The year was just about over, and I figured that it was time to draw up a list of the Top 10 ska albums of the year, reasoning that this late in the game, there would be no more real challengers. Then the Slackers snuck in the back door with The Question, 19 tracks that blew away most – if not all – of the rest of the list. Be prepared, because this record is going to knock your socks off, as the Slackers set a groove that can’t be denied, and take chances that pay off at every turn.
The groove is steady on The Question, giving the record a unifying feel that’s all Slackers. That’s not to say that the record is monotonous, though – just the opposite. The Slackers take that groove and experiment with it, exploring all the different ways they can stretch it. For example, there’s the East Indian feel of “Mountainside,” complete with sitar – not a sound you’d expect out of a bunch of boys from New York City, but it works. Then there’s the deep and dirty soul of “The Mummy,” on which Victor Ruggiero’s growling, gravelly lead vocals sound dangerous and forbidden, making it all the more irresistible. They take off in another direction with the easy Latin shuffle of the album-opening “Manuel,” which is spicier than a burrito and twice as tasty, and still another on the fun drunken sing-along “Have The Time.” The mod ’60s sound of “And I Wonder?” and the smoky lullaby “No More Crying” are worlds apart, but each reaps the benefits of an absolutely gorgeous Dave Hillyard sax solo. “Feed My Girl” has a loping, reggae feel with beautiful harmonies and easy call and response trade-offs on the choruses between Ruggiero and Marq Lyn, and segues neatly at the end into a few bars of “Run Away” from their now-classic debut record. You’ll also encounter the classic ska feel of “Motor City,” the sweet doo-wop inspired harmonies of “The Question” (immediately followed by a just-as-interesting sparser reggae version, with skilled toasting over the top), and the scathing ’60s soul of “Face in My Crowd,” among other treats. Each track is new and fresh and different, yet still feels like the Slackers – it’s as though each song was a precious gem of a different color.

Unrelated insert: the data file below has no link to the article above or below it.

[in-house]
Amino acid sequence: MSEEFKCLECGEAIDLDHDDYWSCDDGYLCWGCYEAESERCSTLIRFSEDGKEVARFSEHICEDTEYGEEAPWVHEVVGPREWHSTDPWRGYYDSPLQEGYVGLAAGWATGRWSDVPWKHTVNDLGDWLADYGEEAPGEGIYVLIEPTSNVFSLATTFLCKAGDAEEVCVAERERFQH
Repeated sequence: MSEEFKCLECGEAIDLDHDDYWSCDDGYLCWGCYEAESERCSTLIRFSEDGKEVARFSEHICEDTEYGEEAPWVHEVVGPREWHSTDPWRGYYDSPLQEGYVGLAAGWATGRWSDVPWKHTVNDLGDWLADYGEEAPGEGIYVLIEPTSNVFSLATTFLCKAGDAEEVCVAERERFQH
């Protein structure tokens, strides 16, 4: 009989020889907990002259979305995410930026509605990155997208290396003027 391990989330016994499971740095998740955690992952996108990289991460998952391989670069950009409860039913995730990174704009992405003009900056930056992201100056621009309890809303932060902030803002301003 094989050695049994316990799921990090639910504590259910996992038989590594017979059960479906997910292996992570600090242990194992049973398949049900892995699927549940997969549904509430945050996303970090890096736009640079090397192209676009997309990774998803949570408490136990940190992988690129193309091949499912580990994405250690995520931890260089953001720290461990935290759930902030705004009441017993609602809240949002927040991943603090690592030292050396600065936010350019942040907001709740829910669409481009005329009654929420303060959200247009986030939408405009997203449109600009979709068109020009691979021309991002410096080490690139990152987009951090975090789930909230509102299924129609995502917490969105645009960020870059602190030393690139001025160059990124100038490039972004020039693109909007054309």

Simply put, the Slackers don’t make a single misstep on this record. The Question is about as close to perfect as it gets. The only real question you need to ask yourself is why you haven’t gone out and bought this brilliant album yet. Hellcat Records, 2798 Sunset Blvd., Los Angeles, CA 90026; http://www.hell-cat.com